Yes, I agree, we need variadic generics before we can have tuples conform
At the end of the day, you want to be able to treat “(U, V, W)” as sugar
for Tuple<U,V,W> just like we handle array sugar. When that is possible,
Tuple is just a type like any other in the system (but we need variadics to
Once you have that, then you could write conformances in general, as well
as conditional conformances that depend on (e.g.) all the element types
We also need that to allow functions conform to protocols, because
functions aren’t "T1->T2” objects, the actual parameter list is an
inseparable part of the function type, and the parameter list needs
On Nov 20, 2017, at 6:10 PM, Slava Pestov <email@example.com> wrote:
Ignoring synthesized conformances for a second, think about how you would
manually implement a conformance of a tuple type to a protocol. You would
need some way to statically “iterate” over all the component types of the
tuple — in fact this is the same as having variadic generics.
If we had variadic generics, we could implement tuples conforming to
protocols, either by refactoring the compiler to allow conforming types to
be non-nominal, or by reworking things so that a tuple is a nominal type
with a single variadic generic parameter.
On Nov 20, 2017, at 9:06 PM, Tony Allevato via swift-evolution < > firstname.lastname@example.org> wrote:
This is something I've wanted to look at for a while. A few weeks ago I
pushed out https://github.com/apple/swift/pull/12598 to extend the
existing synthesis to handle structs/enums when a field/payload has a tuple
of things that are Equatable/Hashable, and in that PR it was (rightly)
observed, as Chris just did, that making tuples conform to protocols would
be a more general solution that solves the same problem you want to solve
I'd love to dig into this more, but last time I experimented with it I got
stuck on places where the protocol conformance machinery expects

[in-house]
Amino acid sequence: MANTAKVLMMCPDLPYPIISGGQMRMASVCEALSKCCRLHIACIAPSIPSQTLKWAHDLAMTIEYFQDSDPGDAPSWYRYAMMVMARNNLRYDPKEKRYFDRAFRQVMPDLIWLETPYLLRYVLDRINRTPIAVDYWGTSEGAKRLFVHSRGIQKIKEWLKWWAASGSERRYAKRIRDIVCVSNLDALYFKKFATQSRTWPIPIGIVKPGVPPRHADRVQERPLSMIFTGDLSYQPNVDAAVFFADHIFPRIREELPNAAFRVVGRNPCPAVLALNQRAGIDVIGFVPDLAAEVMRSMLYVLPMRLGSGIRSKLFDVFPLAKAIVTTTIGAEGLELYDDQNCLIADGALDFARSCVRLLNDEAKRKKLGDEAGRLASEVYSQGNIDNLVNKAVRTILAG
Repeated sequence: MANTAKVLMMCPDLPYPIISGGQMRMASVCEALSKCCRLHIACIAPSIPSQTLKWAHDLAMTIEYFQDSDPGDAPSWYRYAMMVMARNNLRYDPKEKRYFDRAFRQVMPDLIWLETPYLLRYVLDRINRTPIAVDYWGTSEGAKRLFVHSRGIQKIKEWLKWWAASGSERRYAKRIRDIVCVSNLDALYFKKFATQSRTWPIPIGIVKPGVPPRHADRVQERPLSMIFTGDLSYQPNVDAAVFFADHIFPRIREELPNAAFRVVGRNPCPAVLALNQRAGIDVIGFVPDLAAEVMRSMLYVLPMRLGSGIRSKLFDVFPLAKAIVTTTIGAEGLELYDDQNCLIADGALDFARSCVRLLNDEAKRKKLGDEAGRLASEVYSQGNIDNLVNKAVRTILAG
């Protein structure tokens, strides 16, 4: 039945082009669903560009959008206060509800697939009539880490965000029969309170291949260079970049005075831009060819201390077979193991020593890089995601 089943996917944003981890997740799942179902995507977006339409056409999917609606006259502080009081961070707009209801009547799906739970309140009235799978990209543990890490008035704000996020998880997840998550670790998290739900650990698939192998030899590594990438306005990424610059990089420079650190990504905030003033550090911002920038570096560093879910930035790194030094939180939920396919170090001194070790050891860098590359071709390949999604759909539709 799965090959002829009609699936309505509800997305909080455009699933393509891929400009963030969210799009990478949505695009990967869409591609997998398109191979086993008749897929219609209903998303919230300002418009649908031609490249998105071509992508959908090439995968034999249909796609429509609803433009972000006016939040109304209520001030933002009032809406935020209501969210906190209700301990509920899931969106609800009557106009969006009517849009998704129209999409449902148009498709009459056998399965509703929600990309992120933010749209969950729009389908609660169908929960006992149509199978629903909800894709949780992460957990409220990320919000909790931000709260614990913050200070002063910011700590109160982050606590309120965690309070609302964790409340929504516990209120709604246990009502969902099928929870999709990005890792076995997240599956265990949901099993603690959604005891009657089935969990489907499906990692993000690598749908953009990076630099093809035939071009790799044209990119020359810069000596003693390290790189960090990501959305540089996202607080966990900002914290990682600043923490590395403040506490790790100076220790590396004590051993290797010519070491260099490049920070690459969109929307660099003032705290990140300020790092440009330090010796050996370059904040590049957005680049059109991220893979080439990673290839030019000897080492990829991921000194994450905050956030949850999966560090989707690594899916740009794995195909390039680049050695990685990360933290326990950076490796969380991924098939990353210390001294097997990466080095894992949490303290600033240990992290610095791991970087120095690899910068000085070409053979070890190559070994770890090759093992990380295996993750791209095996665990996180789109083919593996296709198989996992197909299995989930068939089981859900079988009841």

NominalTypeDecls, and I wasn't sure where the right place to hoist that
logic up to was (since tuples don't have a corresponding Decl from what I
can tell). Any pointers?
On Mon, Nov 20, 2017 at 5:51 PM Chris Lattner via swift-evolution < > email@example.com> wrote:
On Nov 20, 2017, at 5:48 PM, Kelvin Ma <firstname.lastname@example.org> wrote:
the end goal here is to use tuples as a compatible currency type, to that
end it makes sense for these three protocols to be handled as “compiler
magic” and to disallow users from manually defining tuple conformances
themselves. i’m not a fan of compiler magic, but Equatable, Hashable, and
Comparable are special because they’re the basis for a lot of standard
library functionality so i think the benefits of making this a special
supported case outweigh the additional language opacity.
I understand your goal, but that compiler magic can’t exist until there
is something to hook it into. Tuples can’t conform to protocols right now,
so there is nothing that can be synthesized.
On Mon, Nov 20, 2017 at 8:42 PM, Chris Lattner <email@example.com> >> wrote:
On Nov 20, 2017, at 5:39 PM, Kelvin Ma via swift-evolution < >>> firstname.lastname@example.org> wrote:
went through swift evolution, it was agreed that the next logical step
is synthesizing these conformances for tuple types, though it was left out
of the original proposal to avoid mission creep. I think now is the time to
start thinking about this. i’m also tacking on Comparable to the other
two protocols because there is precedent in the language from SE-15
that tuple comparison is something that makes sense to write.
EHC conformance is even more important for tuples than it is for structs
because tuples effectively have no workaround whereas in structs, you could
just manually implement the conformance.
In my opinion, you’re approaching this from the wrong direction. The
fundamental problem here is that tuples can’t conform to a protocol. If
they could, synthesizing these conformances would be straight-forward.
If you’re interested in pushing this forward, the discussion is “how do
non-nominal types like tuples and functions conform to protocols”?
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